Middle East Monitor
MEMO, September 6, 2010
A Palestinian human rights worker has reported that Israeli forces continue to prevent, Umm Ibrahim, an elderly woman in her 70s, from visiting her son after 14 years on the pretext that she poses as security threat to Israel. Umm Ibrahim had no choice but to find a Palestinian family from neighbouring area to adopt her son and visit him on her behalf, as she has previously done with other Arab prisoners.
Abdel Nasser Farwana who is a researcher specialising in prisoner affairs added that Umm Ibrahim Baroud, from Jabalia refugee camp in the northern Gaza Strip, is one of thousands of Palestinians barred from visiting their sons who are being detained in Israeli jails on various pretexts. These include so-called security reasons that are used by the Israeli authorities to punish prisoners and their families.
Farwana stressed that the security-related measure of banning visits to prisoners is no longer an exceptional practice and constitutes a worrying phenomenon since the outbreak of the al-Aqsa Intifada (uprising).
This measure has become an established policy through which the families of thousands of detainees are denied the right to visit their sons. The pretext given has been “security reasons” and that families’ access to prisons constitutes a threat on Israeli security. Therefore, nearly one third of Palestinian prisoners are banned from family visits for various excuses.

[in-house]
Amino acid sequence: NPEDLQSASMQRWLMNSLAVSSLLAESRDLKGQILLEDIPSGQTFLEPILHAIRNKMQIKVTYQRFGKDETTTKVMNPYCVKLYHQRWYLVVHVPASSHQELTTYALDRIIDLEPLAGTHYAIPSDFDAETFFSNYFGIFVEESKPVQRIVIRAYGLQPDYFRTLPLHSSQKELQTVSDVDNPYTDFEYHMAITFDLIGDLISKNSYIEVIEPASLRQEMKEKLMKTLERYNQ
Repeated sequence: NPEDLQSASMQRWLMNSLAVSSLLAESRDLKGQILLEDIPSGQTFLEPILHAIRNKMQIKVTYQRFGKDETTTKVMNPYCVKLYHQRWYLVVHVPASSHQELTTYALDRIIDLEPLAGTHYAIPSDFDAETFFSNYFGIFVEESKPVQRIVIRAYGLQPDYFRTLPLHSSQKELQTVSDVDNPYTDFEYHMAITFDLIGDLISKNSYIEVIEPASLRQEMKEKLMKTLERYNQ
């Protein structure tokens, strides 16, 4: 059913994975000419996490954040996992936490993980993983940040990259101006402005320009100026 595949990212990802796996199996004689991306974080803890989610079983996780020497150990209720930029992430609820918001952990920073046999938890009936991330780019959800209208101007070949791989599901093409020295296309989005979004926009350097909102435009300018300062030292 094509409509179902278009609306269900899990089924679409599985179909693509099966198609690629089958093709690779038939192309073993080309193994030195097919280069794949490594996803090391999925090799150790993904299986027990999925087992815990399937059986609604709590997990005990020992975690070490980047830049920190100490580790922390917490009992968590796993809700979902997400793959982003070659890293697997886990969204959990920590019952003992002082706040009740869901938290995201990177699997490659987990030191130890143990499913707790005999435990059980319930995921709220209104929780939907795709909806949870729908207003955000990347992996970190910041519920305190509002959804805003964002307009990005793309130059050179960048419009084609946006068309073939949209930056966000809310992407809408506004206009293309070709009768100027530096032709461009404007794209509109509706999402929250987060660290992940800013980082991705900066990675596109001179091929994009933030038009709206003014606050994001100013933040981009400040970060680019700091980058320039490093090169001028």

Farawana also said that Umm Ibrahim is a witness to this unfair policy that has nothing to do with security. Rather, it is a policy that in its essence and implementation reflects the Israeli Occupations mentality of revenge which is clearly manifested in the way that it deals with prisoners and their families. These policies aim at punishment, preventing family reunions and communication and making things as difficult as possible to maximise suffering.
Farwana appealed to all international organizations, with the International Committee of the Red Cross at their forefront, for urgent intervention to lift the security ban on prisoners’ relatives in general, and with the aim of ensuring the resumption of the visits schedule and allowing all families to visit their sons in prisons.
He also mentioned that Umm Ibrahim’s eldest son, Ibrahim Baroud, 48, had been arrested on the 9th of April, 1986 and sentenced to 27 years – so far he has served 24 years, during which he was moved between several prisons. He is currently held in the Ashkelon prison.